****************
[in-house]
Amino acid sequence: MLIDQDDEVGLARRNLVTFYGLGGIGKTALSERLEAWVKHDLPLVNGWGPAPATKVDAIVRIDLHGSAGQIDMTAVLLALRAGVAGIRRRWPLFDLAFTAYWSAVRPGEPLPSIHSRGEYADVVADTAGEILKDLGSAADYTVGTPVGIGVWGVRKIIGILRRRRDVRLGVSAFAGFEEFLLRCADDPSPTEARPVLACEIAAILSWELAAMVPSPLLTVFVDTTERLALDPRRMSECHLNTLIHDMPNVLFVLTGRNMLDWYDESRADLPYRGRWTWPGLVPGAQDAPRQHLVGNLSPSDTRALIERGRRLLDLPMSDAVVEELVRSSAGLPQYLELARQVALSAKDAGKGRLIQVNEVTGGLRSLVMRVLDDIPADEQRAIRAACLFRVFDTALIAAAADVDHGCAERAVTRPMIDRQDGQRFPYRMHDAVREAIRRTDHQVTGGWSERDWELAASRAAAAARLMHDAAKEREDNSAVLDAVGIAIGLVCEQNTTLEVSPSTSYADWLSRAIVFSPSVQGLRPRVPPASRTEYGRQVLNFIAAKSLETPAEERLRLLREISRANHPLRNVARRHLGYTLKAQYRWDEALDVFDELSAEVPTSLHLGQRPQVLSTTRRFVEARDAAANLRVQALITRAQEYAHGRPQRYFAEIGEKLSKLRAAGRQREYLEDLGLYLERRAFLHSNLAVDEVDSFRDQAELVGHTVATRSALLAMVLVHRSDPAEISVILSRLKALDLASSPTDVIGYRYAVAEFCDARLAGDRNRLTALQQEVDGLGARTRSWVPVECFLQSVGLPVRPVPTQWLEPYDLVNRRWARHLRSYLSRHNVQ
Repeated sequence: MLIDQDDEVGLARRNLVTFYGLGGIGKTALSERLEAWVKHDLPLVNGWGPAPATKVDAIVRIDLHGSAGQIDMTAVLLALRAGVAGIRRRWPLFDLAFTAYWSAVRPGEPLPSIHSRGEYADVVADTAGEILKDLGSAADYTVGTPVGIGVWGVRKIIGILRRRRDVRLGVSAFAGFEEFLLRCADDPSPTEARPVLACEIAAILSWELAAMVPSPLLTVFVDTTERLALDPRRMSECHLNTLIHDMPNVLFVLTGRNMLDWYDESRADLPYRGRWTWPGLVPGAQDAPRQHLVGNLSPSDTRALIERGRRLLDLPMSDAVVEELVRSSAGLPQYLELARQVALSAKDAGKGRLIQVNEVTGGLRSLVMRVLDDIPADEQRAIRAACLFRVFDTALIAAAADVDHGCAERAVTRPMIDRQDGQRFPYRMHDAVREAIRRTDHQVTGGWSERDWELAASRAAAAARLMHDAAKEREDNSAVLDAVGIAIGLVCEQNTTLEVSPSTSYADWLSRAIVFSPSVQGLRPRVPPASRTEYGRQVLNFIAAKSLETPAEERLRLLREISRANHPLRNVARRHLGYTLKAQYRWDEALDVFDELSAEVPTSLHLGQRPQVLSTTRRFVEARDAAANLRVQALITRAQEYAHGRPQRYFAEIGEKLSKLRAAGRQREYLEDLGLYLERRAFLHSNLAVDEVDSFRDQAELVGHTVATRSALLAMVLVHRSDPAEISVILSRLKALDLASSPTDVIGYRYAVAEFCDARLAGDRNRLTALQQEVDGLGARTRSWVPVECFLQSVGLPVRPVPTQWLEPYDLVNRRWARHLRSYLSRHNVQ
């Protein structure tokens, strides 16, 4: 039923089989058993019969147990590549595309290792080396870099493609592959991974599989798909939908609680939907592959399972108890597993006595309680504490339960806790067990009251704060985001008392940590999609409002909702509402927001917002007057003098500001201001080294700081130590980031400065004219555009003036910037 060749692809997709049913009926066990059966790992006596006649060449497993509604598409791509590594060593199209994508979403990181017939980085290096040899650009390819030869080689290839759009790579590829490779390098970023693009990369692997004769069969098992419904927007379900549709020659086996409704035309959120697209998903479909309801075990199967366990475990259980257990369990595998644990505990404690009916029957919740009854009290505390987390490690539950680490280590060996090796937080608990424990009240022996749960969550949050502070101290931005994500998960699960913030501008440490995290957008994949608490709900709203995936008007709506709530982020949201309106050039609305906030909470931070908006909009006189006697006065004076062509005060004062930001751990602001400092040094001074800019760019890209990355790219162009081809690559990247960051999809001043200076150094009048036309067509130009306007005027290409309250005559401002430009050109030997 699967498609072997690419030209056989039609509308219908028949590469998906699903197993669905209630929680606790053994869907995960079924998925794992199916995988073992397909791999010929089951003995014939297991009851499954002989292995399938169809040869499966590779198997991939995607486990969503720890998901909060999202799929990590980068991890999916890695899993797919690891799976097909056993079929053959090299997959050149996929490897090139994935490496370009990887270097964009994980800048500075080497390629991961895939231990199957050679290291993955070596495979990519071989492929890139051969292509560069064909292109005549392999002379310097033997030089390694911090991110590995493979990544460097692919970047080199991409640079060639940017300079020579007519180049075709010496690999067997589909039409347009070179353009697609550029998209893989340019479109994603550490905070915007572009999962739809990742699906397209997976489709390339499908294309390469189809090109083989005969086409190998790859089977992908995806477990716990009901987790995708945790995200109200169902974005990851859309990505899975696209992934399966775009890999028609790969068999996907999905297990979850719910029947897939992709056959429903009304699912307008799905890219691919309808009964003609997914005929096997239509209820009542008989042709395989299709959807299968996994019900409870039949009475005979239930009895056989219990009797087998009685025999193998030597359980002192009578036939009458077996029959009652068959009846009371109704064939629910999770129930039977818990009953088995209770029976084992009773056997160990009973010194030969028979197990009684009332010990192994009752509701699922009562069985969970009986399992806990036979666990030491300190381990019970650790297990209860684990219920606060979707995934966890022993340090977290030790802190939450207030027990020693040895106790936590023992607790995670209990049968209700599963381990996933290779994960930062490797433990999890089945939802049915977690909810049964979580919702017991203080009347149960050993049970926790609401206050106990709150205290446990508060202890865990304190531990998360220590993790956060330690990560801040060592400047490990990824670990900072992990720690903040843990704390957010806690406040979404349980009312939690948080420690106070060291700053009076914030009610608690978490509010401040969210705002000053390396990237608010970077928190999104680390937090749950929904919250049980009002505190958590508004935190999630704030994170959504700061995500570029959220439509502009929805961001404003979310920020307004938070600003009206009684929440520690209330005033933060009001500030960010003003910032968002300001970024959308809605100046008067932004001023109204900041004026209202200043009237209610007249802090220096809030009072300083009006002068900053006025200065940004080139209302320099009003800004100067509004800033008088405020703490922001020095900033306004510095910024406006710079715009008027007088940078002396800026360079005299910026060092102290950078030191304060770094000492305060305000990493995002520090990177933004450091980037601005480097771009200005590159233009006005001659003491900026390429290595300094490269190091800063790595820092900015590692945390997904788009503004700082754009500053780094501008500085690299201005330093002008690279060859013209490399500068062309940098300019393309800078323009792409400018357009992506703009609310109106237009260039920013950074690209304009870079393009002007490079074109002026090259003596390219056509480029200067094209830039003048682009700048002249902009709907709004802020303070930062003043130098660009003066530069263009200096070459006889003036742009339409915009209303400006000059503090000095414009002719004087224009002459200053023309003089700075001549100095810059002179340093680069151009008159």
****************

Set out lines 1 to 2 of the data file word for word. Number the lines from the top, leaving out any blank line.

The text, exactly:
[in-house]
Amino acid sequence: MLIDQDDEVGLARRNLVTFYGLGGIGKTALSERLEAWVKHDLPLVNGWGPAPATKVDAIVRIDLHGSAGQIDMTAVLLALRAGVAGIRRRWPLFDLAFTAYWSAVRPGEPLPSIHSRGEYADVVADTAGEILKDLGSAADYTVGTPVGIGVWGVRKIIGILRRRRDVRLGVSAFAGFEEFLLRCADDPSPTEARPVLACEIAAILSWELAAMVPSPLLTVFVDTTERLALDPRRMSECHLNTLIHDMPNVLFVLTGRNMLDWYDESRADLPYRGRWTWPGLVPGAQDAPRQHLVGNLSPSDTRALIERGRRLLDLPMSDAVVEELVRSSAGLPQYLELARQVALSAKDAGKGRLIQVNEVTGGLRSLVMRVLDDIPADEQRAIRAACLFRVFDTALIAAAADVDHGCAERAVTRPMIDRQDGQRFPYRMHDAVREAIRRTDHQVTGGWSERDWELAASRAAAAARLMHDAAKEREDNSAVLDAVGIAIGLVCEQNTTLEVSPSTSYADWLSRAIVFSPSVQGLRPRVPPASRTEYGRQVLNFIAAKSLETPAEERLRLLREISRANHPLRNVARRHLGYTLKAQYRWDEALDVFDELSAEVPTSLHLGQRPQVLSTTRRFVEARDAAANLRVQALITRAQEYAHGRPQRYFAEIGEKLSKLRAAGRQREYLEDLGLYLERRAFLHSNLAVDEVDSFRDQAELVGHTVATRSALLAMVLVHRSDPAEISVILSRLKALDLASSPTDVIGYRYAVAEFCDARLAGDRNRLTALQQEVDGLGARTRSWVPVECFLQSVGLPVRPVPTQWLEPYDLVNRRWARHLRSYLSRHNVQ